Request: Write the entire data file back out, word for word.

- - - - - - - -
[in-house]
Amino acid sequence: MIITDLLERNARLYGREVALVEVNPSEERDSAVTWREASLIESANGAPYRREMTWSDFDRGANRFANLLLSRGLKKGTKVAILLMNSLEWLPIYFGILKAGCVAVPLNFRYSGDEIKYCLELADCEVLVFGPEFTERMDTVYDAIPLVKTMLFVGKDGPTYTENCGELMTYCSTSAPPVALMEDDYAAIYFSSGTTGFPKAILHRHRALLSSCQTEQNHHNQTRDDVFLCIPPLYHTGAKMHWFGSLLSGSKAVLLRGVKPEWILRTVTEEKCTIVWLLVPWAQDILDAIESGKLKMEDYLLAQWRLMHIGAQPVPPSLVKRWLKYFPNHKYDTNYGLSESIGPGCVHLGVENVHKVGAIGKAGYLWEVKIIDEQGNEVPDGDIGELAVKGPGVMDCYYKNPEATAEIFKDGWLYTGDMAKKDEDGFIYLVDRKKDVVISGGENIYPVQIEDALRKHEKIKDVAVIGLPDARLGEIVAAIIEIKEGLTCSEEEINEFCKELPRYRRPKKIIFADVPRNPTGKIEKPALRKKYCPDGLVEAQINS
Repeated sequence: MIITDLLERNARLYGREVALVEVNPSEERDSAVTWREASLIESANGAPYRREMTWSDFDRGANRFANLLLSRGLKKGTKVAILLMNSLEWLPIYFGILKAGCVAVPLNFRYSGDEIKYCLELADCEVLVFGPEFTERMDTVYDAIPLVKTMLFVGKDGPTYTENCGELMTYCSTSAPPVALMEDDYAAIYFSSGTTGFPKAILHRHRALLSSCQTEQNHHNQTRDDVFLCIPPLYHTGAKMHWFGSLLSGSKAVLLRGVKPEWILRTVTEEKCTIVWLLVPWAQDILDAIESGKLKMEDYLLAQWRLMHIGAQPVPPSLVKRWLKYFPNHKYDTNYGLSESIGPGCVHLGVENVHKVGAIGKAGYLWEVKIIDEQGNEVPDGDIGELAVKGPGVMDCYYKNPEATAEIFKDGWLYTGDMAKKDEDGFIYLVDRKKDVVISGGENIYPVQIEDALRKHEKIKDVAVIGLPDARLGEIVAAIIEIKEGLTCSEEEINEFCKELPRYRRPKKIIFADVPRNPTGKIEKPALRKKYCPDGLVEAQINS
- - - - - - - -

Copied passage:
[in-house]
Amino acid sequence: MIITDLLERNARLYGREVALVEVNPSEERDSAVTWREASLIESANGAPYRREMTWSDFDRGANRFANLLLSRGLKKGTKVAILLMNSLEWLPIYFGILKAGCVAVPLNFRYSGDEIKYCLELADCEVLVFGPEFTERMDTVYDAIPLVKTMLFVGKDGPTYTENCGELMTYCSTSAPPVALMEDDYAAIYFSSGTTGFPKAILHRHRALLSSCQTEQNHHNQTRDDVFLCIPPLYHTGAKMHWFGSLLSGSKAVLLRGVKPEWILRTVTEEKCTIVWLLVPWAQDILDAIESGKLKMEDYLLAQWRLMHIGAQPVPPSLVKRWLKYFPNHKYDTNYGLSESIGPGCVHLGVENVHKVGAIGKAGYLWEVKIIDEQGNEVPDGDIGELAVKGPGVMDCYYKNPEATAEIFKDGWLYTGDMAKKDEDGFIYLVDRKKDVVISGGENIYPVQIEDALRKHEKIKDVAVIGLPDARLGEIVAAIIEIKEGLTCSEEEINEFCKELPRYRRPKKIIFADVPRNPTGKIEKPALRKKYCPDGLVEAQINS
Repeated sequence: MIITDLLERNARLYGREVALVEVNPSEERDSAVTWREASLIESANGAPYRREMTWSDFDRGANRFANLLLSRGLKKGTKVAILLMNSLEWLPIYFGILKAGCVAVPLNFRYSGDEIKYCLELADCEVLVFGPEFTERMDTVYDAIPLVKTMLFVGKDGPTYTENCGELMTYCSTSAPPVALMEDDYAAIYFSSGTTGFPKAILHRHRALLSSCQTEQNHHNQTRDDVFLCIPPLYHTGAKMHWFGSLLSGSKAVLLRGVKPEWILRTVTEEKCTIVWLLVPWAQDILDAIESGKLKMEDYLLAQWRLMHIGAQPVPPSLVKRWLKYFPNHKYDTNYGLSESIGPGCVHLGVENVHKVGAIGKAGYLWEVKIIDEQGNEVPDGDIGELAVKGPGVMDCYYKNPEATAEIFKDGWLYTGDMAKKDEDGFIYLVDRKKDVVISGGENIYPVQIEDALRKHEKIKDVAVIGLPDARLGEIVAAIIEIKEGLTCSEEEINEFCKELPRYRRPKKIIFADVPRNPTGKIEKPALRKKYCPDGLVEAQINS